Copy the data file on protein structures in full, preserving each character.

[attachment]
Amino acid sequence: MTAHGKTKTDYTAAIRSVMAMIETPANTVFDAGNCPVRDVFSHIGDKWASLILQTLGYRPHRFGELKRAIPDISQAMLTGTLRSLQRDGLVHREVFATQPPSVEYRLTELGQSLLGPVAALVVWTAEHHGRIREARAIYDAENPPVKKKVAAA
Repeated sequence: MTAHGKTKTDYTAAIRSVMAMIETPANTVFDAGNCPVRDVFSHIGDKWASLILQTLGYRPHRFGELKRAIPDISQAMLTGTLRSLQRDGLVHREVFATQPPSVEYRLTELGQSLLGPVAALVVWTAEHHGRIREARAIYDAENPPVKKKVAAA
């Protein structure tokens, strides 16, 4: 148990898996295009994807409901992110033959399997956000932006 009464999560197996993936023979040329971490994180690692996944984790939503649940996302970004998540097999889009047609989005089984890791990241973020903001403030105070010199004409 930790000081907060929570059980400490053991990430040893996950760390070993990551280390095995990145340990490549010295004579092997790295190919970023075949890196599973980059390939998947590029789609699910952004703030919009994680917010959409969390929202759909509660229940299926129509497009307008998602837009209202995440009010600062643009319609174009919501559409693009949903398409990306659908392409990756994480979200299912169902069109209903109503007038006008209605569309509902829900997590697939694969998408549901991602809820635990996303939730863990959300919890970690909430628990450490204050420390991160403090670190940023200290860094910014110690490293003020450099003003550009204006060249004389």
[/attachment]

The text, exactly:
Amino acid sequence: MTAHGKTKTDYTAAIRSVMAMIETPANTVFDAGNCPVRDVFSHIGDKWASLILQTLGYRPHRFGELKRAIPDISQAMLTGTLRSLQRDGLVHREVFATQPPSVEYRLTELGQSLLGPVAALVVWTAEHHGRIREARAIYDAENPPVKKKVAAA
Repeated sequence: MTAHGKTKTDYTAAIRSVMAMIETPANTVFDAGNCPVRDVFSHIGDKWASLILQTLGYRPHRFGELKRAIPDISQAMLTGTLRSLQRDGLVHREVFATQPPSVEYRLTELGQSLLGPVAALVVWTAEHHGRIREARAIYDAENPPVKKKVAAA
């Protein structure tokens, strides 16, 4: 148990898996295009994807409901992110033959399997956000932006 009464999560197996993936023979040329971490994180690692996944984790939503649940996302970004998540097999889009047609989005089984890791990241973020903001403030105070010199004409 930790000081907060929570059980400490053991990430040893996950760390070993990551280390095995990145340990490549010295004579092997790295190919970023075949890196599973980059390939998947590029789609699910952004703030919009994680917010959409969390929202759909509660229940299926129509497009307008998602837009209202995440009010600062643009319609174009919501559409693009949903398409990306659908392409990756994480979200299912169902069109209903109503007038006008209605569309509902829900997590697939694969998408549901991602809820635990996303939730863990959300919890970690909430628990450490204050420390991160403090670190940023200290860094910014110690490293003020450099003003550009204006060249004389």